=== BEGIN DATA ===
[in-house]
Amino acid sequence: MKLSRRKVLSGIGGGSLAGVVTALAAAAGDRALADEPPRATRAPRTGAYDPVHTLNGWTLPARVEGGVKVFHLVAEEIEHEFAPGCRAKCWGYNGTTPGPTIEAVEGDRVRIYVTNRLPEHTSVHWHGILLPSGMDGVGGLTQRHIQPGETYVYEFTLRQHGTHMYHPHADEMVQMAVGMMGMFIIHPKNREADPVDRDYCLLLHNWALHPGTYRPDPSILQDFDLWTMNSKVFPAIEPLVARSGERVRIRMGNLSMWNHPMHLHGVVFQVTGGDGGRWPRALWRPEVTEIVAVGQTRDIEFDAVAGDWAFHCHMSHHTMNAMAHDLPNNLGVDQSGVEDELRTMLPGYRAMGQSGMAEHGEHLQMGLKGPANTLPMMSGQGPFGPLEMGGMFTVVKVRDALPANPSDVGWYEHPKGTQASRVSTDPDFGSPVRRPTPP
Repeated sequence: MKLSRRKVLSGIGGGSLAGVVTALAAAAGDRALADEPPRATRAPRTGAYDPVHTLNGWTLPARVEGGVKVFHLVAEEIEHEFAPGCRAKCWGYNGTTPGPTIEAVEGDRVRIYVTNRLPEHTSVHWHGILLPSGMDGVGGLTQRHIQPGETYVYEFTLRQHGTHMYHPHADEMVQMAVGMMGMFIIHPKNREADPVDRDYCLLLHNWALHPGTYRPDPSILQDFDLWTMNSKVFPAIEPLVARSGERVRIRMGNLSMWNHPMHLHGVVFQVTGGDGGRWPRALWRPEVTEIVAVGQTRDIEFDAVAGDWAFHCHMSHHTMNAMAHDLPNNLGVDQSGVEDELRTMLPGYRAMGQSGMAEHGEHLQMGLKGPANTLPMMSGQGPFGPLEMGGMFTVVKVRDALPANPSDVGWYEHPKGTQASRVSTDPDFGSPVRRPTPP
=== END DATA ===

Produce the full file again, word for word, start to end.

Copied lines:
[in-house]
Amino acid sequence: MKLSRRKVLSGIGGGSLAGVVTALAAAAGDRALADEPPRATRAPRTGAYDPVHTLNGWTLPARVEGGVKVFHLVAEEIEHEFAPGCRAKCWGYNGTTPGPTIEAVEGDRVRIYVTNRLPEHTSVHWHGILLPSGMDGVGGLTQRHIQPGETYVYEFTLRQHGTHMYHPHADEMVQMAVGMMGMFIIHPKNREADPVDRDYCLLLHNWALHPGTYRPDPSILQDFDLWTMNSKVFPAIEPLVARSGERVRIRMGNLSMWNHPMHLHGVVFQVTGGDGGRWPRALWRPEVTEIVAVGQTRDIEFDAVAGDWAFHCHMSHHTMNAMAHDLPNNLGVDQSGVEDELRTMLPGYRAMGQSGMAEHGEHLQMGLKGPANTLPMMSGQGPFGPLEMGGMFTVVKVRDALPANPSDVGWYEHPKGTQASRVSTDPDFGSPVRRPTPP
Repeated sequence: MKLSRRKVLSGIGGGSLAGVVTALAAAAGDRALADEPPRATRAPRTGAYDPVHTLNGWTLPARVEGGVKVFHLVAEEIEHEFAPGCRAKCWGYNGTTPGPTIEAVEGDRVRIYVTNRLPEHTSVHWHGILLPSGMDGVGGLTQRHIQPGETYVYEFTLRQHGTHMYHPHADEMVQMAVGMMGMFIIHPKNREADPVDRDYCLLLHNWALHPGTYRPDPSILQDFDLWTMNSKVFPAIEPLVARSGERVRIRMGNLSMWNHPMHLHGVVFQVTGGDGGRWPRALWRPEVTEIVAVGQTRDIEFDAVAGDWAFHCHMSHHTMNAMAHDLPNNLGVDQSGVEDELRTMLPGYRAMGQSGMAEHGEHLQMGLKGPANTLPMMSGQGPFGPLEMGGMFTVVKVRDALPANPSDVGWYEHPKGTQASRVSTDPDFGSPVRRPTPP